Is there one who reads these lines that has wandered away from the side of the Saviour, who is no longer enjoying sweet communion with him: who is, in a word, a backslider? Perhaps in the hour of trial you denied him. Perhaps in the time of testing you failed. You have given more thought to your own interests than his. The honour of his name which you bear has been lost sight of. O may the arrow of conviction now enter your conscience. May divine grace melt your heart. May the power of God draw you back to Christ, where alone your soul can find satisfaction and peace. Here is encouragement for you. Christ did not rebuke John on returning; instead, his wondrous grace bestowed on him an unspeakable privilege. Cease then your wanderings and return at once to Christ, and he will greet you with a word of welcome and cheer; and who knows but that he has some honourous commission awaiting you!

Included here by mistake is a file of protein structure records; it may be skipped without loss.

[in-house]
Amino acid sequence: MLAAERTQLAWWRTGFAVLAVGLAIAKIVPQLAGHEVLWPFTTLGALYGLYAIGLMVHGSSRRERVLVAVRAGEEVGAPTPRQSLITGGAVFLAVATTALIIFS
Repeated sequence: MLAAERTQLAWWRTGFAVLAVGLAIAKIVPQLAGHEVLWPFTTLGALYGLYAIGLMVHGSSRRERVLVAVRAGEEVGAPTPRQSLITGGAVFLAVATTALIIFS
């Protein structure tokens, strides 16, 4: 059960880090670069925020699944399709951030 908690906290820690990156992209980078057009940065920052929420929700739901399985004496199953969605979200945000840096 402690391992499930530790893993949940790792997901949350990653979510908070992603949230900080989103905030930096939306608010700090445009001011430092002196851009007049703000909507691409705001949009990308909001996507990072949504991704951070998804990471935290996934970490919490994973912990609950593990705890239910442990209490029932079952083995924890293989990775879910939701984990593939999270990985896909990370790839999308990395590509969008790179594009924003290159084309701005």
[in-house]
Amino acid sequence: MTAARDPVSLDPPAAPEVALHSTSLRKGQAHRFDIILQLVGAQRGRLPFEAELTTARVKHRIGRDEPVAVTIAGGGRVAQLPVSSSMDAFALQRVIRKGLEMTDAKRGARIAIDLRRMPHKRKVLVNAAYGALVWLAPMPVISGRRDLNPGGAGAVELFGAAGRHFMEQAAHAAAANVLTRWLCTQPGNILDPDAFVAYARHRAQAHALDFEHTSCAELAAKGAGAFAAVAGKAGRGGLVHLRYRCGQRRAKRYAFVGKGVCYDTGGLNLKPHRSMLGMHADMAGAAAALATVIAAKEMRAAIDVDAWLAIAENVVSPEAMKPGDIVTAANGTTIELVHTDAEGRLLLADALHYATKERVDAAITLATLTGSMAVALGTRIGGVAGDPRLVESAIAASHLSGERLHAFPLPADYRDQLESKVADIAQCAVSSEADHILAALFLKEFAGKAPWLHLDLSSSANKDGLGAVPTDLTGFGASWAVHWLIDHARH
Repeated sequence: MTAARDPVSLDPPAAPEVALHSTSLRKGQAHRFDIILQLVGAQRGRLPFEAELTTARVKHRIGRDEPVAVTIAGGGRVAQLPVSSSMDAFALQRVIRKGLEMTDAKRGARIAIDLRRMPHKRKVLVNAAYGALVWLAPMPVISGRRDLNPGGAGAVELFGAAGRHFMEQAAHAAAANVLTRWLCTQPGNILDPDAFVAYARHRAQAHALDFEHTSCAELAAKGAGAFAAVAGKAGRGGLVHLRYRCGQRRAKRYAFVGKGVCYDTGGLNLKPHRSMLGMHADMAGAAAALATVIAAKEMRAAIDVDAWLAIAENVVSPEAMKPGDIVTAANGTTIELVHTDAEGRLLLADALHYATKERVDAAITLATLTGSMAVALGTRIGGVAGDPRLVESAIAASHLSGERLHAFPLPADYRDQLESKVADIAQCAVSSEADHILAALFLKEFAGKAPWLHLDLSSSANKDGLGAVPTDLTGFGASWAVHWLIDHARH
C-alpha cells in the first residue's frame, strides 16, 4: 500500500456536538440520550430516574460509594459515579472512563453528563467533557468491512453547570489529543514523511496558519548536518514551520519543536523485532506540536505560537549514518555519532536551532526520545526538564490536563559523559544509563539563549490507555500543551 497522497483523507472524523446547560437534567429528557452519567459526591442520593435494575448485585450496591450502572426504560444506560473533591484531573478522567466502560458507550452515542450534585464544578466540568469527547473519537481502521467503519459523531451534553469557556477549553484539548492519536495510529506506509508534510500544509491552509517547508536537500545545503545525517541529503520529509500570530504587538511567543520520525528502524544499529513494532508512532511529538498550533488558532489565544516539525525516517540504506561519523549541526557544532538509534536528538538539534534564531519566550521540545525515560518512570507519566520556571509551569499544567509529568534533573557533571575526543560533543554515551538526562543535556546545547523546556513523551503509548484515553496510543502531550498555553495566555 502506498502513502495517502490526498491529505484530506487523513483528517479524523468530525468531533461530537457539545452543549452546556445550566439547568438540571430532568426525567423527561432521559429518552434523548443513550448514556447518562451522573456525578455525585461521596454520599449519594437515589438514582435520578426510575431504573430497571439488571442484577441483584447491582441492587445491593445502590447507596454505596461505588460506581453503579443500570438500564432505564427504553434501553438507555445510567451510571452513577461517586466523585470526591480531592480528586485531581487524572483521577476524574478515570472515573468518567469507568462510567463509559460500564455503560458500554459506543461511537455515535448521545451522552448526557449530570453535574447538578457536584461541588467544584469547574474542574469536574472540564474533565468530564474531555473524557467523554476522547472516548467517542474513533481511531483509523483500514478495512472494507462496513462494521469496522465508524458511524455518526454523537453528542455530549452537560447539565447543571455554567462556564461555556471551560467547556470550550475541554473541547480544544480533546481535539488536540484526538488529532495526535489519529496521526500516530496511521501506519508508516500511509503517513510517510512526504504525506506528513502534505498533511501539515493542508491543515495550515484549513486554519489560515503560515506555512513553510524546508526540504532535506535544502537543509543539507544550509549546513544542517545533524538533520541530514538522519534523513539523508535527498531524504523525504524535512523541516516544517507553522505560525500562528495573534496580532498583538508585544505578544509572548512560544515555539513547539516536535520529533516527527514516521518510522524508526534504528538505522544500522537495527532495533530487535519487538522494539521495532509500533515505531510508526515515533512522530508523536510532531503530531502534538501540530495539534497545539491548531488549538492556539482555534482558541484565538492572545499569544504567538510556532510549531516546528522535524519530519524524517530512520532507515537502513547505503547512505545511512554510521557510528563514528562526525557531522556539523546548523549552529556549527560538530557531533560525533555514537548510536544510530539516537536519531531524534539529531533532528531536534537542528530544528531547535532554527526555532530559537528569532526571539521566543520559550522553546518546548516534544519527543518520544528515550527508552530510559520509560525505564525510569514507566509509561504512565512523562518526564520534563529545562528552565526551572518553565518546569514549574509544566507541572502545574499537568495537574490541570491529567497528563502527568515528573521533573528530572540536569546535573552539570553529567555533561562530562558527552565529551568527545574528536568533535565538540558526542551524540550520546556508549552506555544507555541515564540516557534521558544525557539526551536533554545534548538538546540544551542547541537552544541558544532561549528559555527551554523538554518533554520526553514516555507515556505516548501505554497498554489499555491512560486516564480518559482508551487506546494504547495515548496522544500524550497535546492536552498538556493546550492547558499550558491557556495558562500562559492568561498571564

It has been thought that this is the least theological of Jesus’ seven sayings from the cross. Perhaps so, but it is an intensely practical application of gospel truth, nonetheless. It shows theory translated into practice so that relationship with Christ becomes a living reality. This saying tells us that there is love for you in cross-centred relationships.